First, before anything else, it feels great to be back on my website with an entirely new look, feeling, and team backing me up. And there’s no better weekend to return to NASCAR coverage than the one that a lot of fans, and drivers, look forward to every year. After all, they were the ones who decided to move this celebration from the Labor Day weekend to Mother’s Day.
Over the years, especially since the return to the Labor Day weekend date, I’ve made it crystal clear what track I enjoy more than any on the season.
There is no track on the circuit that it can be compared to. The straightaways may be the same length, but the iconic shape has become well known. It’s hard on equipment, hard on drivers, but it also has a mystique that cannot be matched.
Add in the fact this facility was the one to welcome the sport back during a pandemic, although did so with restrictions, no qualifying, nor practice, and not one soul in the grandstands. However, that only added to the amazing history this track has.
In the end, what makes this track so unique is that it is tradition.
Darlington has a mystique unlike any other in the sport. This 1.3-mile egg has given us so much, but it also takes so much as well. It’s the track that made NASCAR mandate window nets many years ago, and the track that for years would eat tires like candy, drivers begging for new rubber just one lap into a new run. Everyone wants to dance with the Lady in Black, but at the same time that dance can come at a cost.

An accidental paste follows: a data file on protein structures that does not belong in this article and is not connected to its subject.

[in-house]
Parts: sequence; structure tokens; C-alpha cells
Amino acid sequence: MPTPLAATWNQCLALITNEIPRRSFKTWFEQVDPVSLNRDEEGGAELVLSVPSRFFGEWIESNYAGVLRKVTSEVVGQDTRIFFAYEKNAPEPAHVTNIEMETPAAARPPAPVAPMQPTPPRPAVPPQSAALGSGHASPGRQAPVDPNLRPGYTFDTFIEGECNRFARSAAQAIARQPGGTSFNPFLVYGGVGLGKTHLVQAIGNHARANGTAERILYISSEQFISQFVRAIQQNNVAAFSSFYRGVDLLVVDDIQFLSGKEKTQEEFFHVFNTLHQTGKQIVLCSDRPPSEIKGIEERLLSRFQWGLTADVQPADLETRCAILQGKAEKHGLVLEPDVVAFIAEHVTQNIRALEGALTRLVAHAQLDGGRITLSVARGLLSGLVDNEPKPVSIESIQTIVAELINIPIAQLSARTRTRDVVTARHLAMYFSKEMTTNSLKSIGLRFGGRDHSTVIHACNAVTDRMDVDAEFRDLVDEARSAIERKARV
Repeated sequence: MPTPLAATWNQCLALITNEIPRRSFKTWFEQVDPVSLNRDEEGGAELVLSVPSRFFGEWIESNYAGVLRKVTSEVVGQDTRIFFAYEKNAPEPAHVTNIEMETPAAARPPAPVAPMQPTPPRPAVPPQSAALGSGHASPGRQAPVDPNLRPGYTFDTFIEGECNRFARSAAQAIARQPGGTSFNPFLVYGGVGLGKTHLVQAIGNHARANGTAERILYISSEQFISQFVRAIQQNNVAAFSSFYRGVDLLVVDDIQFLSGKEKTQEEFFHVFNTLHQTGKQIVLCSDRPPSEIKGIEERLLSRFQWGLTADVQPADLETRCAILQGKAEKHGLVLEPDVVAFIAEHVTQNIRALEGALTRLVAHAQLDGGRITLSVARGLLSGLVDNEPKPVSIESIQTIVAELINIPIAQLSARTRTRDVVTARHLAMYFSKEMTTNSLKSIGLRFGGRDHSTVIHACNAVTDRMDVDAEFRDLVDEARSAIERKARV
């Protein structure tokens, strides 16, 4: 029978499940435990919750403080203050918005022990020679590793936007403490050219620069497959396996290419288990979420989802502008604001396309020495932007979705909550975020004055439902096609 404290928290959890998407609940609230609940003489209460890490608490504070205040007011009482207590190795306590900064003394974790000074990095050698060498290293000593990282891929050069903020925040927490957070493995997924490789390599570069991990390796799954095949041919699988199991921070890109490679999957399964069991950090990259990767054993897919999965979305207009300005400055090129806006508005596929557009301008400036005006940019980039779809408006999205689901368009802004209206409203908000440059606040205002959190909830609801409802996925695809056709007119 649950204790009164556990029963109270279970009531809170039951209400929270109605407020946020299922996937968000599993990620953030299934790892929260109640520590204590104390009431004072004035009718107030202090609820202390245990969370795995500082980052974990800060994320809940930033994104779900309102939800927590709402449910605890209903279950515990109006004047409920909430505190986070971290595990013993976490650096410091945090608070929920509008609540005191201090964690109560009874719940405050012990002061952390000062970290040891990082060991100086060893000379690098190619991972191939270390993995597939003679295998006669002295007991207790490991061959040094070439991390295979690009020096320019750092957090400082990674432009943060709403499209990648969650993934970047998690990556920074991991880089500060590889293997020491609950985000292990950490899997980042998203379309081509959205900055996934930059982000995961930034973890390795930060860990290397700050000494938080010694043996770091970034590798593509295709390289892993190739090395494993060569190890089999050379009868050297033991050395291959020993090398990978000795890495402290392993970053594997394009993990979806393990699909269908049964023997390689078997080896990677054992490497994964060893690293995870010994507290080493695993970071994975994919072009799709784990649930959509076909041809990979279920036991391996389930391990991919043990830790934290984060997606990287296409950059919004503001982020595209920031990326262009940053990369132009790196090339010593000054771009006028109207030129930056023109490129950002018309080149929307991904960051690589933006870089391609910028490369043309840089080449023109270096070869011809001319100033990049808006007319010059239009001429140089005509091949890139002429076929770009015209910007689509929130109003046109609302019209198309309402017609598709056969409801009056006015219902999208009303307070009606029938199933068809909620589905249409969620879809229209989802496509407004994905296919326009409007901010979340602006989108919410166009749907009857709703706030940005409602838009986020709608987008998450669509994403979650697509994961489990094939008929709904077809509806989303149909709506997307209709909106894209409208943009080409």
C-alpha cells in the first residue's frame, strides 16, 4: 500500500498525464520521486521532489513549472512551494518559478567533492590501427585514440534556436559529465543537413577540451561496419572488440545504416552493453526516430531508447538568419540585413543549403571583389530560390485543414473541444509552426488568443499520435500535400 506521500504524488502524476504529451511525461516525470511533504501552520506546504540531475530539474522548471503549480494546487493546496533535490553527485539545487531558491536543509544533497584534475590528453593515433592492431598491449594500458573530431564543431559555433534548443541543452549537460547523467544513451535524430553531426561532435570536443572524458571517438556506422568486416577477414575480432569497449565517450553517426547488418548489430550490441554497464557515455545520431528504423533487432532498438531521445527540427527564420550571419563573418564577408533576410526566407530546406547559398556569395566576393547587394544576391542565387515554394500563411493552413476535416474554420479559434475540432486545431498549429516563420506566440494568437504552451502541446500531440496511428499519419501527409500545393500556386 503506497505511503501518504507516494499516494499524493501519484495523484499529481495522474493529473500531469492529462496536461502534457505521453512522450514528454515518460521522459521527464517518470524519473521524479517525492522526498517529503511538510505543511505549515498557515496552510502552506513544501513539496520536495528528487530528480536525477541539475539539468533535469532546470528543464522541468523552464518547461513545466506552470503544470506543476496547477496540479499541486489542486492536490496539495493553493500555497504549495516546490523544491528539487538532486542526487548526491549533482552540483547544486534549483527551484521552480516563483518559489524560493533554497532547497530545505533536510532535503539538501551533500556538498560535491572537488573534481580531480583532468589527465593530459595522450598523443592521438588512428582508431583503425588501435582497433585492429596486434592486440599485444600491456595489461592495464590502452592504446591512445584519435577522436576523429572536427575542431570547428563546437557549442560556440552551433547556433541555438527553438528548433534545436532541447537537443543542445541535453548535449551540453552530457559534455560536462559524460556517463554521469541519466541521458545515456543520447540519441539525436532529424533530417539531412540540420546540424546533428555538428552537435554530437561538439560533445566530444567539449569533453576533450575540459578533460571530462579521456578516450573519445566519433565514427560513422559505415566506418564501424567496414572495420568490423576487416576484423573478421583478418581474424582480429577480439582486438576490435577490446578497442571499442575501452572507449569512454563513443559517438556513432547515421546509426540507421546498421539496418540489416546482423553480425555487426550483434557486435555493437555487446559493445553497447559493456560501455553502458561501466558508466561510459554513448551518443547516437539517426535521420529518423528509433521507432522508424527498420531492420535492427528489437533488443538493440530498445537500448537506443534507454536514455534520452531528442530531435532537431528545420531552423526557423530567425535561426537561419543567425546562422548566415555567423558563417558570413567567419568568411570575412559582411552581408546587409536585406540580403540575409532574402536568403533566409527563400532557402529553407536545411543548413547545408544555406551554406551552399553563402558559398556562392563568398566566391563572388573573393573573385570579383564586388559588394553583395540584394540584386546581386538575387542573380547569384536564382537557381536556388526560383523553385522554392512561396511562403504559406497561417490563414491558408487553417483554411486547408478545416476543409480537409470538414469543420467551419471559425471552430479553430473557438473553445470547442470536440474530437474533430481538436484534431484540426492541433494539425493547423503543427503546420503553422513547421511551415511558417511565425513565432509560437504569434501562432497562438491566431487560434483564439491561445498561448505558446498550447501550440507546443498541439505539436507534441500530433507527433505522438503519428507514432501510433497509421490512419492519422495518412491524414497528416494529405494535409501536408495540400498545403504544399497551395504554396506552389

Each lap, each corner, one flirts with the lady, getting closer and closer to the outer limits she can hold. Go too far, and she leaves her mark, as a stripe.
Some call it a badge of honor, because they continue to wear it as each lap goes on, knowing that they danced with this ole lady, and they are still rolling.
This new car is going to be earning stripes all afternoon. It’s wider stance, bigger tires, and bigger wake have never seen a track that is this challenging or this strenuous. Some think this track, even at just a 400-mile event, is a more challenging venture than doing 600 miles at Charlotte later this month.
In the end, this weekend is about honoring the past, in many ways. Throwback paint schemes, crews wearing classic uniforms, even teams bringing classic cars that had seen this track in years gone by make the throwback weekend one to always remember. It may no longer be during the traditional Labor Day race any longer, but Darlington having two races a year certainly is a throwback to years gone by in the sport. The last time Darlington held two races a year was in 2004, before the schedule realignment officially gave them the spring date last season.
In 2020, Darlington did have two races. In actuality they had three, with the first two making up for races canceled due to the pandemic. Those came out of necessity, and came with such a different vibe it didn’t feel like a race weekend by any stretch. No crowd, no qualifying; simply unload and go.
Four days later, they did it again. It wasn’t until that fall when some fans were welcomed back, but now, this is what a traditional race feels like at a track still Too Tough To Tame.
It is time to dust off this ole track, and let her show what she can do. Whomever gets this checkered flag is certainly earning it.